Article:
HBI delivers a spark that actually thrives in the engine's flow field, enhancing ignition effectiveness to burn lean fuel mixtures, and impacting future coil, plug, and combustion chamber design.

Ward's spark thrives in high flows and won't go out even at 10m/sec flow velocities through the spark gap, he says.

Test results. Early tests at G.M., Mazda Motors, and Lucas Industries revealed that Ward's system increases fuel economy up to 20%, and reduces NOx emissions by up to 90% over standard ignitions operating at stoicheometry.

The ignition reduces emissions by using high EGR or burning very lean fuel mixtures, as lean as 28:1 in the presence of high flow, says Ward. In tests on a Ford Escort engine, on a flow test rig at General Motors Corp., and on Mitsubishi Motor's vertical vortex engine, Ward's ignition system operated as lean as 8 air-fuel ratios (AFRs) above what standard ignitions can obtain.

Separate tests at Chrysler on the new spark plug showed that it improved fuel economy all by itself (5-7%). The latest tests of an early version of CEI's ignition took place in 1995 at Chrysler Corp. A prototype improved capacitive discharge ignition (ICDI) system on a 4-cylinder engine was operated under relatively cold conditions to simulate the early part of the car's drive cycle--when engine stability, emissions, and fuel economy are at their lowest. The test results showed best engine stability and a remarkable 3% to 20% improvement in fuel economy.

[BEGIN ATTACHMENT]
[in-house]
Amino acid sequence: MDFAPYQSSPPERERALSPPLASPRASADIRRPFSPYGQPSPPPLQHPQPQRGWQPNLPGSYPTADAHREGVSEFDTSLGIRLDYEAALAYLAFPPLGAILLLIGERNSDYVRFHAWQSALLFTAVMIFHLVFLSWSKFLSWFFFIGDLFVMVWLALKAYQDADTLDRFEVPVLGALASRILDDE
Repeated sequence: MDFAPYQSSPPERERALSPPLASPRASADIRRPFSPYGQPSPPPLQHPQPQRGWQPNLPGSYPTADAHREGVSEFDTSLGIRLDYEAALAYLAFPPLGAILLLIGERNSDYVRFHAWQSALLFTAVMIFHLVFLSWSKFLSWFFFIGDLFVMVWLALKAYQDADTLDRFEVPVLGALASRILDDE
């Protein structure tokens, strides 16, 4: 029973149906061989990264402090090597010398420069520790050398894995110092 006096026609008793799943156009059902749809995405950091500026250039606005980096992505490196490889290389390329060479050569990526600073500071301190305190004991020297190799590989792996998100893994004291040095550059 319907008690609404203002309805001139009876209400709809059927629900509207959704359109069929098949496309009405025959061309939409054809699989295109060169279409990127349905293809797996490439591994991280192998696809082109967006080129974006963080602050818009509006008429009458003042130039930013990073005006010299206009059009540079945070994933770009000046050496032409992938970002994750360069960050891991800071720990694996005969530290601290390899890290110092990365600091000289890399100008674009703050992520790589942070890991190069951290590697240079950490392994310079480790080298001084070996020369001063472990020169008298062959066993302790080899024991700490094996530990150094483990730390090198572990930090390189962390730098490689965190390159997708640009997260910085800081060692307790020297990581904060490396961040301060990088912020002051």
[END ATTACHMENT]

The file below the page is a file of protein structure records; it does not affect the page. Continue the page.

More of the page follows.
"After changing over the coils and controller on the test rig," recalls Chrysler's advanced product development supervisor Anson Lee, "I've never seen an ignition like this before." The CEI ignition showed significantly smoother engine operation, especially at cold idle as exhaust gas recirculation (EGR) was increased. "The engine equipped with a production ignition died, while Ward's system just kept running," he adds.

Lee notes that it's a very capable high-power, high-energy system, higher than anything on the market. "He's got something here that nobody else has, and maybe, after extensive testing, this will prove to be an enabling technology for the lean-burn engines of the future."

The concept of fuel-efficient, leaner, cleaner burning cars is nothing new. While most modern-passenger vehicles use three-way catalyst technology to reduce emissions, Ward and Lee both point out current catalyst limitations. Requiring relatively rich fuel mixtures to operate effectively, Ward says that "Catalytic converters make lean burn impossible, by design." The catalytic reaction demands stoicheometric-engine operation at AFR of 14.7, meaning the engine must burn a comparatively-rich mixture of 14.7 parts air to one part fuel.

While engine designers typically locate the spark-plug electrode in a crevice to protect it from the combustion chamber's flow field, high-energy flow (HEF) ignition is enhanced with extended-gap spark-plugs that position the spark directly in the flow region.

For a car engine to be efficient and clean, under part load where almost all driving is done, the engine must burn as much of the fuel as fully as possible; burn it at as low a temperature as practicable; burn it as quickly as possible; and burn it with as much air dilution (or EGR) as possible.